Cisco pushing new intent-based networking software

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Cisco pushing new intent-based networking software

Cisco Systems is making what it calls game-changing additions to its intent-based networking capabilities, and it is backing the rollout with the biggest investment in channel activation in the company's history, according to executives.

The investment is "to the tune of millions upon millions of dollars," said Nirav Sheth, vice president sales and systems engineering in Cisco's global partner organisation.

"That's how committed and excited we are. We're changing the industry. It is the biggest investment we have ever made in terms of activating the channel. It's a multi-, multi-million-dollar investment we have made and continue to make to activate our partners around the world."

The channel investment takes several forms and is intended to put some sales horsepower behind Cisco's software-based Network Assurance Engine and DNA Center Assurance, new components of its intent-based networking platform that promises predictive analytics and insights into customer networks.

Sheth said Cisco is stoking the Network Assurance Engine and DNA Center Assurance go-to-market strategy with deal registration programs, as well as a migration incentive program for customer refresh deals. The company is also changing its VIP rebate program to better fit the software strategy. Partners will be rewarded a traditional rebate and will also get additional rebates and awards as customers activate the assurance software packages, he said.

The software is available now to ACI and Cisco Meraki customers. All they have to do is activate it, Sheth said. "It ensures key business apps have uptime, and it moves partners more into a security practice," he said. "Our data says security is the No. 1 most profitable area to be in. There's an unprecedented level of security opportunity for partners to uncover and interject into the network. Partners can drive more in the way of lifecycle and adoption services, drive stickiness across the entire timeline of that customer with Cisco."

Some Cisco partners already see significant recurring revenue opportunities with the new software.

Gary Middleton, senior networking practice director at longtime Cisco Gold partner Dimension Data, said the new capabilities within Cisco's intent-based networking platform open the floodgates to dramatically increased recurring revenue streams.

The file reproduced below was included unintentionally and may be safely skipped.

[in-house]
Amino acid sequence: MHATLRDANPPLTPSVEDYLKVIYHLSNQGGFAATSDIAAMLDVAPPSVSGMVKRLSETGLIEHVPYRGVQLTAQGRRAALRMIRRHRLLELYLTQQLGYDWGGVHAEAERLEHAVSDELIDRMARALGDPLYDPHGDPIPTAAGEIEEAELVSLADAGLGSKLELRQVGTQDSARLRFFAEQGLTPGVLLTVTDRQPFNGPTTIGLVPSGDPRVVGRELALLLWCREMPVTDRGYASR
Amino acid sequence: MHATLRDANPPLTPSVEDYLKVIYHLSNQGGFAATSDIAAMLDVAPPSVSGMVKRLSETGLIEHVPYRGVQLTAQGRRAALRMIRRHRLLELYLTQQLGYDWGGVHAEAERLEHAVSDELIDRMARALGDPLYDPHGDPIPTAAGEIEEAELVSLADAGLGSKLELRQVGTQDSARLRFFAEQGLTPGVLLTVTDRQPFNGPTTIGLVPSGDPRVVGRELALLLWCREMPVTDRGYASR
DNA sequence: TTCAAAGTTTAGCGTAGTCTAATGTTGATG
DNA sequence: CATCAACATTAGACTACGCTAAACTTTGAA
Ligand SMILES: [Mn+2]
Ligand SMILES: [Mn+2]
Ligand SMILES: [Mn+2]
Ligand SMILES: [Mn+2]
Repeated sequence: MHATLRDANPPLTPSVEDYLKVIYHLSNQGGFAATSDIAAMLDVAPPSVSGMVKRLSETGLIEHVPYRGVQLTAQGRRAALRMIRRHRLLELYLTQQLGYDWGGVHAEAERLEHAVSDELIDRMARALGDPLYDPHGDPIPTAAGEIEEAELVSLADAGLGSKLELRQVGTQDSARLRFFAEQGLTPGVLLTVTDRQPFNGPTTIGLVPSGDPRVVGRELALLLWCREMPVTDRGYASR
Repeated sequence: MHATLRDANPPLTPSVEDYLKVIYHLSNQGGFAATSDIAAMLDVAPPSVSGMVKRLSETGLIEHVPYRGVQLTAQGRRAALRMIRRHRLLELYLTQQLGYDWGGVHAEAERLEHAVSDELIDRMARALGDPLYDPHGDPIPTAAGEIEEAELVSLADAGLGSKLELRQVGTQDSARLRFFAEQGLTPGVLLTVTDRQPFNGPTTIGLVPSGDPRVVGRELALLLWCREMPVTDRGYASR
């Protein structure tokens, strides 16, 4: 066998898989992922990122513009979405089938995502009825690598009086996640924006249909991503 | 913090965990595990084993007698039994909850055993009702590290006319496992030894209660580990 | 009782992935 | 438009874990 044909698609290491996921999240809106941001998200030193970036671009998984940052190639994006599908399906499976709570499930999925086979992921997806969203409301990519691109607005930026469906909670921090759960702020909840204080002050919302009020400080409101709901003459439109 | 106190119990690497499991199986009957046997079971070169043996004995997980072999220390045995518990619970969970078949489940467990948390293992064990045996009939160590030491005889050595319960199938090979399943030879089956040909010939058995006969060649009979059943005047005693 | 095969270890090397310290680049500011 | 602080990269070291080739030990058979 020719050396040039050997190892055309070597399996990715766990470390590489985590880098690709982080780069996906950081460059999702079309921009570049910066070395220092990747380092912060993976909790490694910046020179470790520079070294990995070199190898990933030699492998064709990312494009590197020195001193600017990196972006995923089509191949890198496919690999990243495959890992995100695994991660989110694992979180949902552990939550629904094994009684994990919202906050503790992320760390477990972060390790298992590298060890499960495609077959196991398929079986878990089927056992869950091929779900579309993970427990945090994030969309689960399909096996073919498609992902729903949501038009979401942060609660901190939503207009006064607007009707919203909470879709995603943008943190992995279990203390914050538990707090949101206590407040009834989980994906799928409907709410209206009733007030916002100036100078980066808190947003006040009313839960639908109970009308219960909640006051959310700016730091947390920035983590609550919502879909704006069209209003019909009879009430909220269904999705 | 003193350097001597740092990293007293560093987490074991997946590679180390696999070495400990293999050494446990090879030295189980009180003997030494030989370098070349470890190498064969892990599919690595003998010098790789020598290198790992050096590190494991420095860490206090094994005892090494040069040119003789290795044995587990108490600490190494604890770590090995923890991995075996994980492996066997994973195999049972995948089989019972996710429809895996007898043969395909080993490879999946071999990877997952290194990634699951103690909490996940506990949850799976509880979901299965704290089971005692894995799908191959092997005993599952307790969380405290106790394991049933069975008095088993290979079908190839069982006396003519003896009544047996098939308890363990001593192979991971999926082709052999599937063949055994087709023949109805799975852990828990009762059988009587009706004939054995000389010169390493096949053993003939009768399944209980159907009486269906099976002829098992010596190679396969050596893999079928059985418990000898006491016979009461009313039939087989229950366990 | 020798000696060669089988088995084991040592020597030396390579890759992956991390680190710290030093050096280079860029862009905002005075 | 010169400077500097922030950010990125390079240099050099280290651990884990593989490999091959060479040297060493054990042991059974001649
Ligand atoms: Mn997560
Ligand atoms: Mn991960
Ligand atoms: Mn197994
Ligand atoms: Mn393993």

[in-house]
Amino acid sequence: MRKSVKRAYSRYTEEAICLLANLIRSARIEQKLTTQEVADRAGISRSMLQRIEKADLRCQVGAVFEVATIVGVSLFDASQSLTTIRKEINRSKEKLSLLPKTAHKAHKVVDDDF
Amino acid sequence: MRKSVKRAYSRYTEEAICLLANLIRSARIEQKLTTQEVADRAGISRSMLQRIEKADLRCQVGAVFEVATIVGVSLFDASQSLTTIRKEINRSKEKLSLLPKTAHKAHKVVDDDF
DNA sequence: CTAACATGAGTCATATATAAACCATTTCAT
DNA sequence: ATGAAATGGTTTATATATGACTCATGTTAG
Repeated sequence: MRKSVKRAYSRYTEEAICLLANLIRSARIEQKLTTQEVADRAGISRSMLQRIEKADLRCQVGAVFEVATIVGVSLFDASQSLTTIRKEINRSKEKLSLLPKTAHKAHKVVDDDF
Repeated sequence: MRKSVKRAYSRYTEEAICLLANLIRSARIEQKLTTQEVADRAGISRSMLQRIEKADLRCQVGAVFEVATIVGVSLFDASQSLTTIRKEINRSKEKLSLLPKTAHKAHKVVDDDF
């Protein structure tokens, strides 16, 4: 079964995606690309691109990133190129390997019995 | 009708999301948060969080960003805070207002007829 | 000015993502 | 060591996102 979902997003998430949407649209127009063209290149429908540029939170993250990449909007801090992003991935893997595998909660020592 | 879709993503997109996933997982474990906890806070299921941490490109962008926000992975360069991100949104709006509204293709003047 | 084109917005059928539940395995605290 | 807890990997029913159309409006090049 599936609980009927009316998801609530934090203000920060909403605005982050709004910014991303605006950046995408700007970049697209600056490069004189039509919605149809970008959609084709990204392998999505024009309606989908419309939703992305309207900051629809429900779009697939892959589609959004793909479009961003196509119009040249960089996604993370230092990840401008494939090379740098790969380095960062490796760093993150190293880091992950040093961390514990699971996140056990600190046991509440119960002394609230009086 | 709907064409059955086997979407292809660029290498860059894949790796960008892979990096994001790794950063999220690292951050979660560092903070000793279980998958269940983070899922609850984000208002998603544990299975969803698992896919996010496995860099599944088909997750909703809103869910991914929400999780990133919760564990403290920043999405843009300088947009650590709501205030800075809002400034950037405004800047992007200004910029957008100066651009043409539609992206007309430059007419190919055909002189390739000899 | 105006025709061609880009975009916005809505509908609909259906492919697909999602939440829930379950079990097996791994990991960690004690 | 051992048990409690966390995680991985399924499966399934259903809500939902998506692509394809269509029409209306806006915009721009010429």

"Customers can start looking at the analytics the network delivers and how that can be fed back into more automated operations," Middleton said. "There's a strong opportunity in infrastructure, and all the services – consulting services, design services, deployment services and ongoing operations – all those service segments represents an opportunity. With these insights, you can help clients improve operationally the way they run the entire infrastructure," Middleton said. "It pinpoints issues, problems far more rapidly."

Predictive analytics and the ability to make assurances about network performance, efficiency and security give partners a strong foothold with customers eager to undergo digital transformation, Sheth said.

"For partners, this is a tremendous opportunity for analytics at the edge. Our analytics can be digested by partners and delivered back to our customers in ways we have never been able to do before. Wi-Fi analytics are available, and that gives you the ability to understand how those devices are interacting with the network, where they're going. It presents a host of opportunities for what our partners can do with their ongoing services capabilities."

Intent-based networking takes customers' business goals and uses software and automation to bring those goals across the network. The system "understands" customers' business objectives, and translates them into network policies, giving customers context, visibility, and insight into their networks.

Network Assurance is what Dave West, Cisco's vice president worldwide sales enterprise networking, calls the next chapter in Cisco's intent-based networking push, which began with the launch of its data centre-based Application Centric Infrastructure in late 2013. Those efforts picked steam with the introduction of the Catalyst 9000 family of subscription-based switches for campus and branch uses.

Since June, more than 1100 customers have bought Catalyst 9000 switches, and 150 of them have started using Network Assurance software, West said. Also, West said about 1.3 million networks encompassing tens-of-millions of devices are attached to Cisco's Meraki dashboard, which is covered by new Cisco DNA Center Assurance software. Providing assurance capabilities and delivering on context will reduce the time they spend troubleshooting and focus on more innovative areas.

Network Assurance is based on mathematical modelling nearly three years in the works by as many as 60 Cisco engineers. The system gives customers continuous visibility and verification of what's going on in their routing, switching, wireless and data centre components. "It guarantees that the infrastructure is doing what it is supposed to do, and provides a means of taking corrective action," said Sundar Iyer, Cisco distinguished engineer.

The system can also predict outages, accelerate changes, assure compliance and provide predictive analytics. "The problem was the inability to predict and assure," Iyer said. "We've been reactive for the last two decades in networking."

This article originally appeared at crn.com

Copyright © 2018 The Channel Company, LLC. All rights reserved.
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